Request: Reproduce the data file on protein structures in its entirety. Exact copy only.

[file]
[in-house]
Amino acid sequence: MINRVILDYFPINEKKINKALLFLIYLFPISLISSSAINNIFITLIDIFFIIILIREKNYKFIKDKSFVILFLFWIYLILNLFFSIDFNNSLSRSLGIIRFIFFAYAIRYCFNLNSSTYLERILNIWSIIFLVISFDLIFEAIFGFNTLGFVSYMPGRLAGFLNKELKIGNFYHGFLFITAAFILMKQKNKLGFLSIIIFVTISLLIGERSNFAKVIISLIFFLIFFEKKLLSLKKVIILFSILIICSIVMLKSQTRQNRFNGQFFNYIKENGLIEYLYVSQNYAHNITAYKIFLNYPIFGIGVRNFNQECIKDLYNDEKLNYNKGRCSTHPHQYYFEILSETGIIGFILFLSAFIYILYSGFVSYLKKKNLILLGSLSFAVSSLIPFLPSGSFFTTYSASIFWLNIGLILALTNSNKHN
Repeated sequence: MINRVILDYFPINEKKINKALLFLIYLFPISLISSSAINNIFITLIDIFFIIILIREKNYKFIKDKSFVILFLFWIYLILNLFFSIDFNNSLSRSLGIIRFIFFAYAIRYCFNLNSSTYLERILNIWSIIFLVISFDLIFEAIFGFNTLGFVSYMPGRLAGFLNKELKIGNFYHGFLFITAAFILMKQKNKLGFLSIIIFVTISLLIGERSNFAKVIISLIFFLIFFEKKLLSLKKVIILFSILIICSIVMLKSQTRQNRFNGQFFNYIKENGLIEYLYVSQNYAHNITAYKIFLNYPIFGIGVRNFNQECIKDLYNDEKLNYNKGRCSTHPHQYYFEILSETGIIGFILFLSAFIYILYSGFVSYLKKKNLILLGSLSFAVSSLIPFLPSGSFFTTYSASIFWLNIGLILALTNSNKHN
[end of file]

[in-house]
Amino acid sequence: MINRVILDYFPINEKKINKALLFLIYLFPISLISSSAINNIFITLIDIFFIIILIREKNYKFIKDKSFVILFLFWIYLILNLFFSIDFNNSLSRSLGIIRFIFFAYAIRYCFNLNSSTYLERILNIWSIIFLVISFDLIFEAIFGFNTLGFVSYMPGRLAGFLNKELKIGNFYHGFLFITAAFILMKQKNKLGFLSIIIFVTISLLIGERSNFAKVIISLIFFLIFFEKKLLSLKKVIILFSILIICSIVMLKSQTRQNRFNGQFFNYIKENGLIEYLYVSQNYAHNITAYKIFLNYPIFGIGVRNFNQECIKDLYNDEKLNYNKGRCSTHPHQYYFEILSETGIIGFILFLSAFIYILYSGFVSYLKKKNLILLGSLSFAVSSLIPFLPSGSFFTTYSASIFWLNIGLILALTNSNKHN
Repeated sequence: MINRVILDYFPINEKKINKALLFLIYLFPISLISSSAINNIFITLIDIFFIIILIREKNYKFIKDKSFVILFLFWIYLILNLFFSIDFNNSLSRSLGIIRFIFFAYAIRYCFNLNSSTYLERILNIWSIIFLVISFDLIFEAIFGFNTLGFVSYMPGRLAGFLNKELKIGNFYHGFLFITAAFILMKQKNKLGFLSIIIFVTISLLIGERSNFAKVIISLIFFLIFFEKKLLSLKKVIILFSILIICSIVMLKSQTRQNRFNGQFFNYIKENGLIEYLYVSQNYAHNITAYKIFLNYPIFGIGVRNFNQECIKDLYNDEKLNYNKGRCSTHPHQYYFEILSETGIIGFILFLSAFIYILYSGFVSYLKKKNLILLGSLSFAVSSLIPFLPSGSFFTTYSASIFWLNIGLILALTNSNKHN